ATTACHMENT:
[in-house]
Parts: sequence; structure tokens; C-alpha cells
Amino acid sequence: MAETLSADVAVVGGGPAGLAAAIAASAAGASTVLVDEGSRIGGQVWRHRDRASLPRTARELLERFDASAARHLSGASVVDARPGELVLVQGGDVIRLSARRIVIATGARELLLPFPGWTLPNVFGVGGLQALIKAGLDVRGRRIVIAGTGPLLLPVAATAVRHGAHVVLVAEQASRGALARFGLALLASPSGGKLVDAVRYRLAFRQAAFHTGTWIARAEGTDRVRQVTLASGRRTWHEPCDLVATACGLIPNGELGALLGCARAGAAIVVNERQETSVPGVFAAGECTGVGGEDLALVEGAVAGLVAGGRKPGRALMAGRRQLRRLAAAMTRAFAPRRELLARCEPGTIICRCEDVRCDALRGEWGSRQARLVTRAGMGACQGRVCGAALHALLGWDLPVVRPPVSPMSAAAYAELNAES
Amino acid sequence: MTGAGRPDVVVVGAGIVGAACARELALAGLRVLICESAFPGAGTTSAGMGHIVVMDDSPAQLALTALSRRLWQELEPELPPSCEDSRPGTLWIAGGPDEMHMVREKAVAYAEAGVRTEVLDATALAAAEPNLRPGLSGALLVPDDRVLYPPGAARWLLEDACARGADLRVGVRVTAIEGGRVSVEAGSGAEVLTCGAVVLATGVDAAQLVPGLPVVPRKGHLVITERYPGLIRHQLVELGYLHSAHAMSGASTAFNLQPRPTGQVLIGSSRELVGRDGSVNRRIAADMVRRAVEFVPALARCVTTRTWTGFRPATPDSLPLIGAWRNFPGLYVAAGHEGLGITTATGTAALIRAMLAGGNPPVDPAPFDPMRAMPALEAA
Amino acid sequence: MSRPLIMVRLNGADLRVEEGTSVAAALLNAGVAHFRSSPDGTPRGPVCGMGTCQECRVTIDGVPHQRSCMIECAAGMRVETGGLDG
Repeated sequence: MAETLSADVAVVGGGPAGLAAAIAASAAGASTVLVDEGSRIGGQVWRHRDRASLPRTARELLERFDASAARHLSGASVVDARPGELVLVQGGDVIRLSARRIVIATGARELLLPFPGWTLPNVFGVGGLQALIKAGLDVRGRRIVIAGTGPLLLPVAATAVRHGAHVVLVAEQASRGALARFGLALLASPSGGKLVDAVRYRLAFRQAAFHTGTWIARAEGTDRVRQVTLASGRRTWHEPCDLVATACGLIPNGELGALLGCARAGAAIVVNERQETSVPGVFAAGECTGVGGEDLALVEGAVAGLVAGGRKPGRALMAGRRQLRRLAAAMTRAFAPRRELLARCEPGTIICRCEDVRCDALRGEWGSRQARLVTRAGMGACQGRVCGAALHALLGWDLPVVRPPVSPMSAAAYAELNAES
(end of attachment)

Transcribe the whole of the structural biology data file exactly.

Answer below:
[in-house]
Parts: sequence; structure tokens; C-alpha cells
Amino acid sequence: MAETLSADVAVVGGGPAGLAAAIAASAAGASTVLVDEGSRIGGQVWRHRDRASLPRTARELLERFDASAARHLSGASVVDARPGELVLVQGGDVIRLSARRIVIATGARELLLPFPGWTLPNVFGVGGLQALIKAGLDVRGRRIVIAGTGPLLLPVAATAVRHGAHVVLVAEQASRGALARFGLALLASPSGGKLVDAVRYRLAFRQAAFHTGTWIARAEGTDRVRQVTLASGRRTWHEPCDLVATACGLIPNGELGALLGCARAGAAIVVNERQETSVPGVFAAGECTGVGGEDLALVEGAVAGLVAGGRKPGRALMAGRRQLRRLAAAMTRAFAPRRELLARCEPGTIICRCEDVRCDALRGEWGSRQARLVTRAGMGACQGRVCGAALHALLGWDLPVVRPPVSPMSAAAYAELNAES
Amino acid sequence: MTGAGRPDVVVVGAGIVGAACARELALAGLRVLICESAFPGAGTTSAGMGHIVVMDDSPAQLALTALSRRLWQELEPELPPSCEDSRPGTLWIAGGPDEMHMVREKAVAYAEAGVRTEVLDATALAAAEPNLRPGLSGALLVPDDRVLYPPGAARWLLEDACARGADLRVGVRVTAIEGGRVSVEAGSGAEVLTCGAVVLATGVDAAQLVPGLPVVPRKGHLVITERYPGLIRHQLVELGYLHSAHAMSGASTAFNLQPRPTGQVLIGSSRELVGRDGSVNRRIAADMVRRAVEFVPALARCVTTRTWTGFRPATPDSLPLIGAWRNFPGLYVAAGHEGLGITTATGTAALIRAMLAGGNPPVDPAPFDPMRAMPALEAA
Amino acid sequence: MSRPLIMVRLNGADLRVEEGTSVAAALLNAGVAHFRSSPDGTPRGPVCGMGTCQECRVTIDGVPHQRSCMIECAAGMRVETGGLDG
Repeated sequence: MAETLSADVAVVGGGPAGLAAAIAASAAGASTVLVDEGSRIGGQVWRHRDRASLPRTARELLERFDASAARHLSGASVVDARPGELVLVQGGDVIRLSARRIVIATGARELLLPFPGWTLPNVFGVGGLQALIKAGLDVRGRRIVIAGTGPLLLPVAATAVRHGAHVVLVAEQASRGALARFGLALLASPSGGKLVDAVRYRLAFRQAAFHTGTWIARAEGTDRVRQVTLASGRRTWHEPCDLVATACGLIPNGELGALLGCARAGAAIVVNERQETSVPGVFAAGECTGVGGEDLALVEGAVAGLVAGGRKPGRALMAGRRQLRRLAAAMTRAFAPRRELLARCEPGTIICRCEDVRCDALRGEWGSRQARLVTRAGMGACQGRVCGAALHALLGWDLPVVRPPVSPMSAAAYAELNAES